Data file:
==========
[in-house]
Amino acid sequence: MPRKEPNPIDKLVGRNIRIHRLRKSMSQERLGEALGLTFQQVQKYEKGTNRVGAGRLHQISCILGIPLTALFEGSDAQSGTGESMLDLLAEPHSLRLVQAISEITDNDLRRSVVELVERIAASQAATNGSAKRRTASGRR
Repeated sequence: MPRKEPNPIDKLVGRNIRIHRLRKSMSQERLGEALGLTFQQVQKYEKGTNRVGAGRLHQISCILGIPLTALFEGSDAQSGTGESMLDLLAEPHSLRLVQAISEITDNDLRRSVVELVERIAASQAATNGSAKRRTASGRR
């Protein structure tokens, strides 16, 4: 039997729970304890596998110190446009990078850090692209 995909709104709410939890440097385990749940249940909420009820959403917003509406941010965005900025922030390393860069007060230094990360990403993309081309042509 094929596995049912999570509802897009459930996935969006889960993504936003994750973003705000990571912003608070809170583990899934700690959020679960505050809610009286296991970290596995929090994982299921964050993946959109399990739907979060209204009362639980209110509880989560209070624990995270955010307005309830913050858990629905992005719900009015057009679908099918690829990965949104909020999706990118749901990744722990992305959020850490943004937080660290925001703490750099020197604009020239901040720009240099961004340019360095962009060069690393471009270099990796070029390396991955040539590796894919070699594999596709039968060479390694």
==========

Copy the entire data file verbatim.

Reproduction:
[in-house]
Amino acid sequence: MPRKEPNPIDKLVGRNIRIHRLRKSMSQERLGEALGLTFQQVQKYEKGTNRVGAGRLHQISCILGIPLTALFEGSDAQSGTGESMLDLLAEPHSLRLVQAISEITDNDLRRSVVELVERIAASQAATNGSAKRRTASGRR
Repeated sequence: MPRKEPNPIDKLVGRNIRIHRLRKSMSQERLGEALGLTFQQVQKYEKGTNRVGAGRLHQISCILGIPLTALFEGSDAQSGTGESMLDLLAEPHSLRLVQAISEITDNDLRRSVVELVERIAASQAATNGSAKRRTASGRR
């Protein structure tokens, strides 16, 4: 039997729970304890596998110190446009990078850090692209 995909709104709410939890440097385990749940249940909420009820959403917003509406941010965005900025922030390393860069007060230094990360990403993309081309042509 094929596995049912999570509802897009459930996935969006889960993504936003994750973003705000990571912003608070809170583990899934700690959020679960505050809610009286296991970290596995929090994982299921964050993946959109399990739907979060209204009362639980209110509880989560209070624990995270955010307005309830913050858990629905992005719900009015057009679908099918690829990965949104909020999706990118749901990744722990992305959020850490943004937080660290925001703490750099020197604009020239901040720009240099961004340019360095962009060069690393471009270099990796070029390396991955040539590796894919070699594999596709039968060479390694």